A company I really liked was out raising money. They went to a very well known early stage VC and had a great first meeting. A couple of days later the partner got back to them with a no. He said “We really like you and your company, but we have a portfolio construction problem.” The entrepreneur called me. “What the hell,” he asked, “does that mean?”
As an investor you don’t just pick the good ones and walk away from the bad ones. Were it so easy. You are managing a finite pool of money and are looking for the best return on the pool, not just on each individual investment. That means that sometimes you have to walk away from a good one. The easiest way to separate the serious angel investors from the hobbyists is to ask them about their approach to building a portfolio. Serious angels have a plan for what they are trying to build. Hobbyists are just piling up stones.
Here are some questions. They’re analogous to the questions you ask entrepreneurs when you’re trying to figure out if they’ve thought their plan through: How much money do you need? What will your burn be? How long until you’re profitable? Startup venture funds are not like the startup ventures they fund. But, like startups, they need to have a viable business model. And, like startups, that includes not running out of money halfway through.
First, how much money can you invest in startups?
I’m not going to give you advice on this because I’d be a hypocrite. I long ago blew through whatever reasonable percentage of my cash I should have put into this incredibly risky, close-to-zero liquidity asset class. Do what someone else says, not what I do. Most commenters say you should only invest what you are comfortable losing. That’s solid advice*. Big institutional pools of capital often reserve 2-10% of their assets for private equity, of which venture capital is one fifth or less. I’ll leave it at that.
Second, how many investments do you plan to make?; third, how much work do you plan to do with each company post-investment?; and fourth, will you have an investment thesis?
We all know it’s the right thing to do to invest in a portfolio of companies to avoid idiosyncratic risk–the kind of risk that is specific to a single investment. If you have a large enough portfolio–common wisdom is some 20-25 companies–of uncorrelated investments then you have pretty much minimized the unsystematic risk.
Related is the idea that since venture investing is a hit-based business, you need to have a lot of investments to have a good chance that one is a hit and returns your entire pool of capital several times over***. The number of investments to make it probable for this to happen has been estimated at between 20 and 150.
These numbers don’t take a few things into account, and you should.
Getting rid of diversifiable risk makes sense: the risk that a portfolio CTO quits after six months, that Google unexpectedly launches the exact same product, that your platform decides to ban the way you make money. Sometimes you should know this is going to happen before you invest (I’ll talk about due diligence in another post) but sometimes there’s no way to know. Having many companies means that if a couple hit one of these deadends, you’re not finished. But keep in mind that diversifiable risk presupposes a lack of correlation between investments. The risk that a CTO leaves one company is uncorrelated with the risk that the CTO of another company also leaves. On the other end of the spectrum, the risk that there’s a financial crisis and every venture investor simultaneously decides to stop doing Series As is 100% correlated across all seed-stage companies: it’s a market risk and you can’t get rid of it through diversification.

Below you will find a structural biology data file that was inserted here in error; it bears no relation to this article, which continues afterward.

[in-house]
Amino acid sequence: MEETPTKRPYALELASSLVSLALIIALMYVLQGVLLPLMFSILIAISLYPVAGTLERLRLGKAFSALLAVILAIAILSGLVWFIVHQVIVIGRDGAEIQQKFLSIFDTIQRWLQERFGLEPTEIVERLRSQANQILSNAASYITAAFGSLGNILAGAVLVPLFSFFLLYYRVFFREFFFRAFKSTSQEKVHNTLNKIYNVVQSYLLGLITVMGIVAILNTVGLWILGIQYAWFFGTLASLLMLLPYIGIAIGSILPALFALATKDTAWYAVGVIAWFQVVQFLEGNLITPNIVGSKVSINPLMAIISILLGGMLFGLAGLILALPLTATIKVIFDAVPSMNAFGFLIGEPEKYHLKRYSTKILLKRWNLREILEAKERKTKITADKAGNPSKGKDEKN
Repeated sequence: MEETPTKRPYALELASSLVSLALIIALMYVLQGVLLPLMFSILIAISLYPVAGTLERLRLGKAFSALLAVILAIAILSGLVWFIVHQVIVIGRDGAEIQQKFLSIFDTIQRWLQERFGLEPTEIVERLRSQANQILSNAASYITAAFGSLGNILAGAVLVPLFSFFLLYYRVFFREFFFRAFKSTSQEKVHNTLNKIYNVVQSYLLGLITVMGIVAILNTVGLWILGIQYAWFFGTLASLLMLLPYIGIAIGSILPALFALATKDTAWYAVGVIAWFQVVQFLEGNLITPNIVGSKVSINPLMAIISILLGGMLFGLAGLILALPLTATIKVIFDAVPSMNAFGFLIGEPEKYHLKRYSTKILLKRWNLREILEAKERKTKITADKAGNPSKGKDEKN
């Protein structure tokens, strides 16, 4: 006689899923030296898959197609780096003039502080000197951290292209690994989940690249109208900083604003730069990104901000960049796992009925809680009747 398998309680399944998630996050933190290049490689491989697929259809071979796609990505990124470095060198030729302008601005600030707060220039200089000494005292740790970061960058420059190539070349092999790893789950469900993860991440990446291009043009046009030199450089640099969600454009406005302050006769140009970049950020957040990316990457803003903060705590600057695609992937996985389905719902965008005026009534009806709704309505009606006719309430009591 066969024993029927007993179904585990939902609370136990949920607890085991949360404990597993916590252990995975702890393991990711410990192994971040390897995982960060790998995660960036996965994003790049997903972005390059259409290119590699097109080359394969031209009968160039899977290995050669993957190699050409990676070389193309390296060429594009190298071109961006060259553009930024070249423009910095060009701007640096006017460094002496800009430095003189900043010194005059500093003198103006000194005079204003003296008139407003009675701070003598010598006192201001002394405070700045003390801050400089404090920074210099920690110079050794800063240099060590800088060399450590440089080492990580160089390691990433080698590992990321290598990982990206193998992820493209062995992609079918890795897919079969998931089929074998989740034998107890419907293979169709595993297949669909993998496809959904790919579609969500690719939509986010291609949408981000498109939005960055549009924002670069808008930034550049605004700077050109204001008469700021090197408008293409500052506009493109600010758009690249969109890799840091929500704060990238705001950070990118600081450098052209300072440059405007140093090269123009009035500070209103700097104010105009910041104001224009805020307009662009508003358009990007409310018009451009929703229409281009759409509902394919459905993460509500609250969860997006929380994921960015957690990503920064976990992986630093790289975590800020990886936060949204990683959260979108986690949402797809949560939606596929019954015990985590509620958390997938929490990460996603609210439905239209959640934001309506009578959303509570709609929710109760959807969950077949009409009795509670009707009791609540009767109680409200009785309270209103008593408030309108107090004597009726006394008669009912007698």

There are two strategies: create an index-fund like portfolio with 100+ relatively uncorrelated investments and try to get β, or create a 20+ portfolio of companies you actually know something about–less diversification but more α. The latter strategy is riskier: if what you believe about the market turns out to be untrue, that whole part of the portfolio goes bad. But if it’s right, you do better than the market.
There’s also, of course, an impact on how much money you spend and how you spend your time. Many founders don’t want investors who are putting less than $25k or $50k into the company. You may find that you don’t have enough money to get to a fully-diversified portfolio. You should think about this carefully. If you’re not somewhat diversified, you are handicapping yourself relative to other investors and you face a pretty decent probability of actually losing all your money****.
And then there’s how you spend your time. If you hope to help the companies you invest in grow by being active, you can’t make 100 investments every few years unless you have some infrastructure to help you.
Fifth, what stage will you invest at?; sixth, swing for the fences or go for earners?
I assume that most angels invest at the seed stage. It’s the only time when you can get an appreciable piece of the company for an angel-sized stake. But there’s seed and there’s seed. If you put in first money like I try to do, when it’s two people and a pony, you’re taking more risk and will need to hold the investment longer before exit. But you get to invest in the best people and the best ideas. If you invest after there’s a minimum viable product and the company is looking for some money to start getting customers, then you have less risk–you can assess the strength of the team as a team and look at the MVP as a product and talk to potential customers about how burning their need for it is–but by then you’re probably competing with many other investors to get a piece of the deal.